The Trials and Tribulations of an Audiophile

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I was gone and now I’m back.  I had some snags with my old hosting company and, since I also registered my domain through them, I lost control of that as well.  It was a long yet slow and boring process until I was finally saved by IBM Cloud Services, so a very special thank you to them as they literally had no reason to help me out but they did anyway.

Moving on, one of my personal projects that has been eating up a considerable amount of my time and money for the past year or so has been collecting and preparing music.  You see, I am, or at least I’ve convinced myself that I believe that I am, an audiophile.  Because of this, regular digital music and downloaded mp3s just won’t do it for me any longer.

So the entire process was preempted with me ripping every one of my cds as FLAC and then putting them into storage.  I later found out that I was using some improper tags in EAC with the ripping/encoding, so I had to delete all of the old rips and start anew.  So here’s been the process –

Last year for Christmas (Christmas 2016) I received a Cowon Plenue that plays .flac files.  Once I got this, I took every album I own and ripped each one to .flac, one by one, and then put them back into storage (I have a master list so that I know album X is in box Y if I ever need to look for them again).  During this, I realized that I’ve lost some albums through the years and I’ve tracked them down and bought them once more (it’s somewhat tricky for some of these obscure albums I own.)

Then, I copy all of these and convert them back to .wav (my car stereo doesn’t support .flac) and I listen to each album from start to finish while I’m driving around.  I keep detailed notes of each artist, album, and song for editing.  I’m trying to create a master playlist of pure music – so those twenty-second slow fadeouts or lingering distortion have no place.  One of the strangest things I’m editing out is leading silence.  In some ways, it makes sense, as it’s a throwback from the cassette and vinyl era.  But cds are specifically programmed for gaps – I can put three seconds of silence between tracks two and three if I want, so I don’t understand why many of my albums (some were recorded and released even beyond 2000) have a half or full-second of silence before anything starts.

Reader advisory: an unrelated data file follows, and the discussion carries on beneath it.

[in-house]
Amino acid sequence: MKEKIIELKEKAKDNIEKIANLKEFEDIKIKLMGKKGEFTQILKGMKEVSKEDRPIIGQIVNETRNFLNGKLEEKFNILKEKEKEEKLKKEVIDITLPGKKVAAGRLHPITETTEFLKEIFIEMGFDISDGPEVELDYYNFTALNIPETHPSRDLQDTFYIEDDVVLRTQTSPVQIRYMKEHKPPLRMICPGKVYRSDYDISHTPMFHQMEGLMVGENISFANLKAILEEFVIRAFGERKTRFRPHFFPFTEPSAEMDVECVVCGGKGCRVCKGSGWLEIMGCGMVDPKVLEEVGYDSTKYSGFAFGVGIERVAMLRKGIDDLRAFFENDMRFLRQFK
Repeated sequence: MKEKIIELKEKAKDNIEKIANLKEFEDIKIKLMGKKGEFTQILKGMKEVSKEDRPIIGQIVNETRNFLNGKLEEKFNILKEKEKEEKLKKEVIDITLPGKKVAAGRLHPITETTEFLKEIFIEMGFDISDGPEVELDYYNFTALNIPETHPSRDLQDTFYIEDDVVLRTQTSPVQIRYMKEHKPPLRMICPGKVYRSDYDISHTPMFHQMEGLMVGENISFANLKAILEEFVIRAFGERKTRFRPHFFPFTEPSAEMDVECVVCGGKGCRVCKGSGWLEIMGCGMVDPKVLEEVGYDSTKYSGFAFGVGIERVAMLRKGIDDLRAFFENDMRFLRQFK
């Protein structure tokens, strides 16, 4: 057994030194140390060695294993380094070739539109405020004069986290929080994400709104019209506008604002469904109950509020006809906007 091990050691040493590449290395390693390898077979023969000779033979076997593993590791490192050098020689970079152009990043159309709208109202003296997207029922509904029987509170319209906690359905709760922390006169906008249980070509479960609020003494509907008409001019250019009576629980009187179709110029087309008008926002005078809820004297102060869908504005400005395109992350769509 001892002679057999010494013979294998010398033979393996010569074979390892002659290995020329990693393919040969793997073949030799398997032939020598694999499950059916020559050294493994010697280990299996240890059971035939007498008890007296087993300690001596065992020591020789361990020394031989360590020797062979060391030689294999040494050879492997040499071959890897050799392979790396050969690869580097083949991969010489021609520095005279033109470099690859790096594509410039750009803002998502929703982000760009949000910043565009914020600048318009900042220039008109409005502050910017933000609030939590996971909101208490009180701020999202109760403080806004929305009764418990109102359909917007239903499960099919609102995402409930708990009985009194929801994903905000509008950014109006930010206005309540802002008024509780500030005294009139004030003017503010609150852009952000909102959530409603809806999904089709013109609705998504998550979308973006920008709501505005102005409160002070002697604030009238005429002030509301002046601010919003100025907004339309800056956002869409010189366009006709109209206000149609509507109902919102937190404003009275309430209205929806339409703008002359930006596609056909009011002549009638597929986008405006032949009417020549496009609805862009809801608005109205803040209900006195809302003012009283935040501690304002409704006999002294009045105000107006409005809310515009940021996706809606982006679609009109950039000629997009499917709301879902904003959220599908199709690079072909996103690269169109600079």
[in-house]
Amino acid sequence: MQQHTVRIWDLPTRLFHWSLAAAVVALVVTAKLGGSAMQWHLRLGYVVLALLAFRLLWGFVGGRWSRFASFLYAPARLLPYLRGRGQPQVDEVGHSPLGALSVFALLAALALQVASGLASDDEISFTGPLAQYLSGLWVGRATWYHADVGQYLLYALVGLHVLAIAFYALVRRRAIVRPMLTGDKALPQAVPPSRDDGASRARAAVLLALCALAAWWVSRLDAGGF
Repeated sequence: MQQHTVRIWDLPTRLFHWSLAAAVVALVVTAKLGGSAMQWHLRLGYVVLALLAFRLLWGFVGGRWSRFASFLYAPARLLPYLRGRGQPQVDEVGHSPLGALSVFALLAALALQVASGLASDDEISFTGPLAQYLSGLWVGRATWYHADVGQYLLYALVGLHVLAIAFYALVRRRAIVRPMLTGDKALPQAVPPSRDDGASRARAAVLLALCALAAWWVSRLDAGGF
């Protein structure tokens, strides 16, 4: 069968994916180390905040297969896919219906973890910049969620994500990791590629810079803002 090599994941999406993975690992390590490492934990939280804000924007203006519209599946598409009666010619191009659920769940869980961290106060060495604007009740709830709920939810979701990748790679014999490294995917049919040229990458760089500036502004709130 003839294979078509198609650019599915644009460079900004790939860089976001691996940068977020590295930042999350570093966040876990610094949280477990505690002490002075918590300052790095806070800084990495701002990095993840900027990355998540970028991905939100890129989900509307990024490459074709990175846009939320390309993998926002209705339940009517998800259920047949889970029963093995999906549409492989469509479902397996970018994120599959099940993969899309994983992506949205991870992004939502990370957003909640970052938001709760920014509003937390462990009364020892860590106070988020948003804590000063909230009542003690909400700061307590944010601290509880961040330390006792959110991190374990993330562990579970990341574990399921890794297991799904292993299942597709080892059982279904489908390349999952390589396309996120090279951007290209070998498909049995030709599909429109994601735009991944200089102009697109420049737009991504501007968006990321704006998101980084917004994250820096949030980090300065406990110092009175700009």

Anyhow, then I take my notes and I edit the tracks to remove songs I don’t like, the aforementioned silence and long fade-outs, and then I re-convert them to .flac.  Because of the back and forth, they’ve lost all of their tagging information, so then I bring all the .flac files and add in the metadata, including album art.  Finally, they get shipped off to my music player.

All of this is an unbelievable amount of work, but it’s totally worth it.  I have a complete playlist that I can listen to from start to finish, without having to worry about skipping songs I don’t like or anything while I’m doing something like cycling or jogging and I want to keep my hands free.  And, at the end of the day, I’m listening to lossless quality music that I thoroughly enjoy.  Plus it feels nice to pay for everything I listen to.

I’m currently, while waiting to buy the remainder of cds I need and while I’m still listening through the initial edit for all of the ones I already own, am doing the same thing with my vinyl collection.  More on that later, maybe.

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